- You avoid awkward departures from face-to-face conversations. As Mack Collier says in “Why introverts love Social Media“: “What do you do when you reach that point where the conversation has died, and you need to politely break it off? I hate that! But again, if I’m online, then I can leave and no one really knows. So again, that awkward feeling is removed.” On a related note, you can avoid getting cornered by someone with whom you don’t wish to interact. Platforms such as Twitter and LinkedIn let you block people from your content. You can also use privacy settings to manage who sees what. Of course, you may still find yourself in awkward situations on social media. If so, check out Blane Warrene’s suggestions in “Tackling Vitriol in Your Digital Spaces.”
- You avoid exhaustion. For introverts, being around people all day can be exhausting. After I attend an all-day conference, I’m ready to crawl into a cave for a couple days. This happens to me even if I enjoy the conference and meet friendly people there.
- You have time to think. Introverts like to think before they speak. Sometimes my husband gets mad at me because I don’t answer his questions right away. I’m not ignoring him; I’m mulling over my answers. Social media exchanges can happen quickly, particularly on Twitter. However, social media interactions typically allow more time for reflection.
- You can show off the friendly person you’d like to be. I’d like to be a person who comes across as friendly and warm. Even on social media, I could probably make my presence more friendly. However, I suspect that I come across much better on social media than in face-to-face meetings.
The marketing advantage of social media for introverts
The distance imposed by social media allows introverts—at least introverts like me—to relax and relate better to the people whom we meet online. It also gives our prospective clients a better idea of who we are. By the time they contact us about business opportunities, they may already feel that they know us. That makes them more inclined to do business with us. They will also have more realistic expectations for our work together. Except, perhaps, for the kind of in-real-life meetings we may have. But even then, we may do better because the social media interactions have made our new prospects more familiar to us, too.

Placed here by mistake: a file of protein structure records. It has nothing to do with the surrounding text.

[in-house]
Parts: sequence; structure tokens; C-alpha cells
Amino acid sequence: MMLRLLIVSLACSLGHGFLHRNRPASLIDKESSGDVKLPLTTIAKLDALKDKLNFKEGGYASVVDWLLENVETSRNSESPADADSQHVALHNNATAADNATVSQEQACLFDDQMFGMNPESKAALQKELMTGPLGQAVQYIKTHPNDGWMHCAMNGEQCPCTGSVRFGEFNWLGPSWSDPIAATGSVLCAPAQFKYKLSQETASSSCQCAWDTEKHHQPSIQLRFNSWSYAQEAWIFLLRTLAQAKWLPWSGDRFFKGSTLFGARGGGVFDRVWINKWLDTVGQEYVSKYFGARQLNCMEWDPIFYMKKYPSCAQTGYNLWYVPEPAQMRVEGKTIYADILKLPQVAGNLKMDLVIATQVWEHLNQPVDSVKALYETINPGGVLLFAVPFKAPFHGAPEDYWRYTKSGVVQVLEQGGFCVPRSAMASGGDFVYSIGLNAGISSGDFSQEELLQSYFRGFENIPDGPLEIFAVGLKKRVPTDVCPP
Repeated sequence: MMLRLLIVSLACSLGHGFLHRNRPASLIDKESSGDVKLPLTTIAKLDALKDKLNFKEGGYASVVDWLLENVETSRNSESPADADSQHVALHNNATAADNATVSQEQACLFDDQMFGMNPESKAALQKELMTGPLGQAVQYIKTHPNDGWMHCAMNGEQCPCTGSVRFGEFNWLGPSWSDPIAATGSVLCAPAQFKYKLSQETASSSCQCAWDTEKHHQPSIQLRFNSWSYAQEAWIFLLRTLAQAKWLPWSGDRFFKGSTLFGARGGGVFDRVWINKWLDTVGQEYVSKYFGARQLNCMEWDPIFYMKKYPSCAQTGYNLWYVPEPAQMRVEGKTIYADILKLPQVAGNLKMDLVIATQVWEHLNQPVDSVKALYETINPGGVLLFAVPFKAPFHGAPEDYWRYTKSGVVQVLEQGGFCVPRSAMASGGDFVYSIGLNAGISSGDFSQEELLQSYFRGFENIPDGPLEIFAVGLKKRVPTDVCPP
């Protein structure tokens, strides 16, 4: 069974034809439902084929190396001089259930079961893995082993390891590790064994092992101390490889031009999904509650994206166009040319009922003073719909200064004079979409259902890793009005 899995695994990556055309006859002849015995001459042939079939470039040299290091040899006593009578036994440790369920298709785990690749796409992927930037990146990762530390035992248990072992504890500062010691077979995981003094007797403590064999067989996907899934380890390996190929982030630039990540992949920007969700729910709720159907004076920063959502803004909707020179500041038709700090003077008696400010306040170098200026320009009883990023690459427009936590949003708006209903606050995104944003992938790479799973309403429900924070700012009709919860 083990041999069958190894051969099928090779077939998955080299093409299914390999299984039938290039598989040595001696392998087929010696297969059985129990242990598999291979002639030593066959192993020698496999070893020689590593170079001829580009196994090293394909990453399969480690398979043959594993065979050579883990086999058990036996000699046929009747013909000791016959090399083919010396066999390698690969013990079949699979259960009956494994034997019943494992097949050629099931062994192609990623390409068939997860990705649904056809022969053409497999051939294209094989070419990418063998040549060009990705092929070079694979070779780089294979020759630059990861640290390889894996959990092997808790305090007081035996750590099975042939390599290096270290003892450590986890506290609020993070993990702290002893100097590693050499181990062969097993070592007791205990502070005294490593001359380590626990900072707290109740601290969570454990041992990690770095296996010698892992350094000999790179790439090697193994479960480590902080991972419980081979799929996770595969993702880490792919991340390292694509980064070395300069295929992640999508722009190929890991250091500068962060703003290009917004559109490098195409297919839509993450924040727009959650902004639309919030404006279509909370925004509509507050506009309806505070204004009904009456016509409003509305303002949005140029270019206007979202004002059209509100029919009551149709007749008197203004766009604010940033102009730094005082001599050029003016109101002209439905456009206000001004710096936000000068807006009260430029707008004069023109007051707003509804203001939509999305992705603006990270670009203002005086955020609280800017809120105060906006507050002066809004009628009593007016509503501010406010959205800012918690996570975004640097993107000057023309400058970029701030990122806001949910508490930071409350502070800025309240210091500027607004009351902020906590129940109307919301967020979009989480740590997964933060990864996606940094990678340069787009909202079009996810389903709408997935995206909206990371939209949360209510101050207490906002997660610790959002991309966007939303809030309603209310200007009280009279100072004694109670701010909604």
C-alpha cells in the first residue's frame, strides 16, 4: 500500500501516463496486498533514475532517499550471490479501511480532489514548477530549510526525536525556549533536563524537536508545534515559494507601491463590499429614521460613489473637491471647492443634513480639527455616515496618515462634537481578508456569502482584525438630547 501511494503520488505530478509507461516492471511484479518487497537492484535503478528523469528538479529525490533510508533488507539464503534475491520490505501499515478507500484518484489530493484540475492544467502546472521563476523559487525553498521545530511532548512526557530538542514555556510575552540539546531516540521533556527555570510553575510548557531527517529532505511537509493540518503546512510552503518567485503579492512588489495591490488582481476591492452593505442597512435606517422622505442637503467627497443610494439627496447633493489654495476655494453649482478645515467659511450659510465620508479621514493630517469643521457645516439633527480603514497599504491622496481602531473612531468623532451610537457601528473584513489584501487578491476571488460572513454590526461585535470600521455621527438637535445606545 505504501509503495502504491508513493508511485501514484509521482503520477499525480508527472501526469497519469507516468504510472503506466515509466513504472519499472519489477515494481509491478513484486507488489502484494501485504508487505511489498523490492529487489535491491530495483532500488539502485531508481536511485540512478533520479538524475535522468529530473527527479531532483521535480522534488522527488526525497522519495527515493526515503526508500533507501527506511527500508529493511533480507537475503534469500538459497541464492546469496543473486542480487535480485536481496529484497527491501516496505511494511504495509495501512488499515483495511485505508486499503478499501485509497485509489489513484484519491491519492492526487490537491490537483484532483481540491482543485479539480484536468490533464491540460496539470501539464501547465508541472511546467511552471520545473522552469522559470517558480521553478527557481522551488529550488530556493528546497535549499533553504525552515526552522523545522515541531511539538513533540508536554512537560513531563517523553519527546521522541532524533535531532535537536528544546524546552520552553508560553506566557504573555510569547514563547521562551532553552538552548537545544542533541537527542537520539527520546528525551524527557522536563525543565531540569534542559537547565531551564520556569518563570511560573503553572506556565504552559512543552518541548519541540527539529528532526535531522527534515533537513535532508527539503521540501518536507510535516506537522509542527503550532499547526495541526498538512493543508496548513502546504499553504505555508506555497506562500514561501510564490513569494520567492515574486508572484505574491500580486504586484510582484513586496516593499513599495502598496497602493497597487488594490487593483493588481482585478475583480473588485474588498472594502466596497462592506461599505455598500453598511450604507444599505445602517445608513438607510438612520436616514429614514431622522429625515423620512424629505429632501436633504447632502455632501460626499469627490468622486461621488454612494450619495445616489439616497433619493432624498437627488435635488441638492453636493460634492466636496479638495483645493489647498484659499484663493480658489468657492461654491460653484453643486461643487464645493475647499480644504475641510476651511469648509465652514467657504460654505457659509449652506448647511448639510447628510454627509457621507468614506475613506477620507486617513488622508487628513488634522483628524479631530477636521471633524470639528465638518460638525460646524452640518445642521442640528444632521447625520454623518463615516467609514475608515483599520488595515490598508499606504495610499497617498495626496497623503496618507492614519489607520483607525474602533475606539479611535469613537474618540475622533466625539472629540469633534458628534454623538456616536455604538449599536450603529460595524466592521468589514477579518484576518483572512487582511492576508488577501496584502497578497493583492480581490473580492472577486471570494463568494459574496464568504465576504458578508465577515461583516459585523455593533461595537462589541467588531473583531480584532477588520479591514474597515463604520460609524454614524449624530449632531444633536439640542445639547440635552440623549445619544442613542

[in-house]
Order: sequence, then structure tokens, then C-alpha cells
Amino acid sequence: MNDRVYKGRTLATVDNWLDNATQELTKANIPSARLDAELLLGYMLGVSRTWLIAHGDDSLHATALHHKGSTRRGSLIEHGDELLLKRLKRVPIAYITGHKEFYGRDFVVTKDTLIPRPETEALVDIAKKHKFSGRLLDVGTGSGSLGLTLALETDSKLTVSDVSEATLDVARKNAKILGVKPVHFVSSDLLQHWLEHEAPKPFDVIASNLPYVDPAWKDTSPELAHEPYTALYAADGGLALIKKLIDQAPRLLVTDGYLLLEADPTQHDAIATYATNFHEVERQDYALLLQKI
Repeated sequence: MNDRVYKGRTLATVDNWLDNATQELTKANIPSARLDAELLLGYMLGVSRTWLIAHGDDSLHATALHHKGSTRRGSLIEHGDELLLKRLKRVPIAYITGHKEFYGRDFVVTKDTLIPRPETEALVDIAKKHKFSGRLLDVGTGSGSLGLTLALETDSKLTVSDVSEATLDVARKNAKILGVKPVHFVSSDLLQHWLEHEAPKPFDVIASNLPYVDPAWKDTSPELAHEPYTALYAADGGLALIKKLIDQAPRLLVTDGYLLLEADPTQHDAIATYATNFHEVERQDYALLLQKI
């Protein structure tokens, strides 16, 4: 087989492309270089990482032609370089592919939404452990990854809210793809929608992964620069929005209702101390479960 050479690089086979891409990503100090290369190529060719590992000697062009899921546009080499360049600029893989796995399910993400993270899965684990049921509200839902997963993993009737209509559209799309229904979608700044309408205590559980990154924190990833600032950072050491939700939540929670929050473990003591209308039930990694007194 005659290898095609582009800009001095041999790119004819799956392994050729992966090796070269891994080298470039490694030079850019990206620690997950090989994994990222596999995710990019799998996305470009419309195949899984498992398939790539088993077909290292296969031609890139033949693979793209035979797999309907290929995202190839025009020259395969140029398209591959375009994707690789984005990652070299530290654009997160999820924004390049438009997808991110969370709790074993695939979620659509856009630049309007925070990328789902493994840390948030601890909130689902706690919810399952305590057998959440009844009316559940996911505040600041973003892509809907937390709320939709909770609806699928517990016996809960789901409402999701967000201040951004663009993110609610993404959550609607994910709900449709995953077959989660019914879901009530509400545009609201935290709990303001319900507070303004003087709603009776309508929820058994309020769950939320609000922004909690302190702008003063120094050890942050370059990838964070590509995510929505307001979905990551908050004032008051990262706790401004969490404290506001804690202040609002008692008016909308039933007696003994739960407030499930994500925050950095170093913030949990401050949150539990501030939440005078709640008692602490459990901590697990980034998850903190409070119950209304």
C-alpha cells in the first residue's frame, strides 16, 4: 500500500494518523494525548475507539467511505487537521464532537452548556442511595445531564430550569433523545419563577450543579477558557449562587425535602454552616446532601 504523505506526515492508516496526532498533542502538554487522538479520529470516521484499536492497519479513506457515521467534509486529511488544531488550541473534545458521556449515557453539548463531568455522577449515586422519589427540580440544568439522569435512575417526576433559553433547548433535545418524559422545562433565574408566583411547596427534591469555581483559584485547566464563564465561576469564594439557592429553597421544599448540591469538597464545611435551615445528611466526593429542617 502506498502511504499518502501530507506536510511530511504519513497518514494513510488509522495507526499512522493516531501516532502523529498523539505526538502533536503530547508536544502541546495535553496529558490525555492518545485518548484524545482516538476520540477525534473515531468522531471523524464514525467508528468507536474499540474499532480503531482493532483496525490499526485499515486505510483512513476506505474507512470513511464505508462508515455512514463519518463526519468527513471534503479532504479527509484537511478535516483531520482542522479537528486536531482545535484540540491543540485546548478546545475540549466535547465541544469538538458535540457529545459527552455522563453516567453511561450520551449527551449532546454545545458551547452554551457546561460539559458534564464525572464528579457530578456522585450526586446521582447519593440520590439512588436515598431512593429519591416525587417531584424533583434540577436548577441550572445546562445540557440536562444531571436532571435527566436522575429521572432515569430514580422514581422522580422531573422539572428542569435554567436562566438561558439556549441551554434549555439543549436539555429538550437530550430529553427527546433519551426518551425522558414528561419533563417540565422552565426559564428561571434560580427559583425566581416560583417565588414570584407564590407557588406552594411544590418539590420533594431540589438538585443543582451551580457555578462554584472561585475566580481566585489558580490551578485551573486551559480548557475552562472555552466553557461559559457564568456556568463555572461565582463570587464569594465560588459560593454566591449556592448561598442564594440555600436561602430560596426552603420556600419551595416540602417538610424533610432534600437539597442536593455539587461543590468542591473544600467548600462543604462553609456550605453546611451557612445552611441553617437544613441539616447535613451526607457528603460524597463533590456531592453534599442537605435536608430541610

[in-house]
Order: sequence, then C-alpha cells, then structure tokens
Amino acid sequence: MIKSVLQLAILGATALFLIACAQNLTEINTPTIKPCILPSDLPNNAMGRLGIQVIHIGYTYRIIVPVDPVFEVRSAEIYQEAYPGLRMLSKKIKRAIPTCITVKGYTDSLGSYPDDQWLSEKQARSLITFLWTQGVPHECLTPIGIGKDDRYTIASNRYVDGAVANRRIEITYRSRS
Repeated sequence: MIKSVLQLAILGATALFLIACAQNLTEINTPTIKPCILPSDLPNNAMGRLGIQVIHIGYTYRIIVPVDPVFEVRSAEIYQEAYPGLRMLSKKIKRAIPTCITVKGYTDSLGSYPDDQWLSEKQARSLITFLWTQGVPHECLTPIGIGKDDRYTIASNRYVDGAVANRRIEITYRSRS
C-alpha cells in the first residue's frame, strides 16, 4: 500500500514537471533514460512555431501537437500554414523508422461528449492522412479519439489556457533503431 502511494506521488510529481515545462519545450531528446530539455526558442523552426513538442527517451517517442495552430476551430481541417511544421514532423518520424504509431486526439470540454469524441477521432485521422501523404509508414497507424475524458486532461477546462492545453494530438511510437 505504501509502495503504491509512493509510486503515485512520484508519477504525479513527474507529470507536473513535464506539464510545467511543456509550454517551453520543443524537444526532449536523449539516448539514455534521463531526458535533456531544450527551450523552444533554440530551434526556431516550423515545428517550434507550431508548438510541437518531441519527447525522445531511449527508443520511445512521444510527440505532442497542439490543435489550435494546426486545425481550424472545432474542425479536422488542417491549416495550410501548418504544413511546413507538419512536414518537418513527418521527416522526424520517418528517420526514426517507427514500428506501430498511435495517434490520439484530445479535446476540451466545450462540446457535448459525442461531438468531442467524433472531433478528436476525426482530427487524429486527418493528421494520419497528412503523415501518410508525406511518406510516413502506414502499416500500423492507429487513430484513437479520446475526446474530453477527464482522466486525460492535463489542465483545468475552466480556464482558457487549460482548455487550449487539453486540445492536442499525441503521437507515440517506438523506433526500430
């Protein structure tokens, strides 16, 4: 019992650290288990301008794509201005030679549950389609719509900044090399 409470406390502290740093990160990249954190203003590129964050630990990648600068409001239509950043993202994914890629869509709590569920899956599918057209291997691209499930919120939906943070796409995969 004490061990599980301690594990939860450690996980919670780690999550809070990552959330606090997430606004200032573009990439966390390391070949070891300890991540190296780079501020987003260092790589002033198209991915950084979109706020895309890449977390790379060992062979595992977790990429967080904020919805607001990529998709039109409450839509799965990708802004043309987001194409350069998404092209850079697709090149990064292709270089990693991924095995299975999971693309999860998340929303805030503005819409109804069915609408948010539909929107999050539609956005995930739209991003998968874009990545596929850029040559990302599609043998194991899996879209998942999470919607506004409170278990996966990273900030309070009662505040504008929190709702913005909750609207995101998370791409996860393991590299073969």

Whether you’re an introvert or an extrovert, I’m interested in hearing your thoughts about the benefits and drawbacks of social media. Is the rise of social media hard for extroverts to handle? I found an interesting quote about social media for extroverts in Ryan Dube’s “Introverts Love Facebook and Extroverts Hate It. Here’s Why.”:
Extroverts, on the other hand, often despise everything about Facebook. The facial cues, the back-and-forth banter and the physical contact are all missing. In fact, it’s often the extrovert who expounds upon the tragedy that social networks and smartphones are causing to society and interpersonal relationships.
Extroverts, do you struggle with social media?
Updated 11/7/19 when I noticed some typos.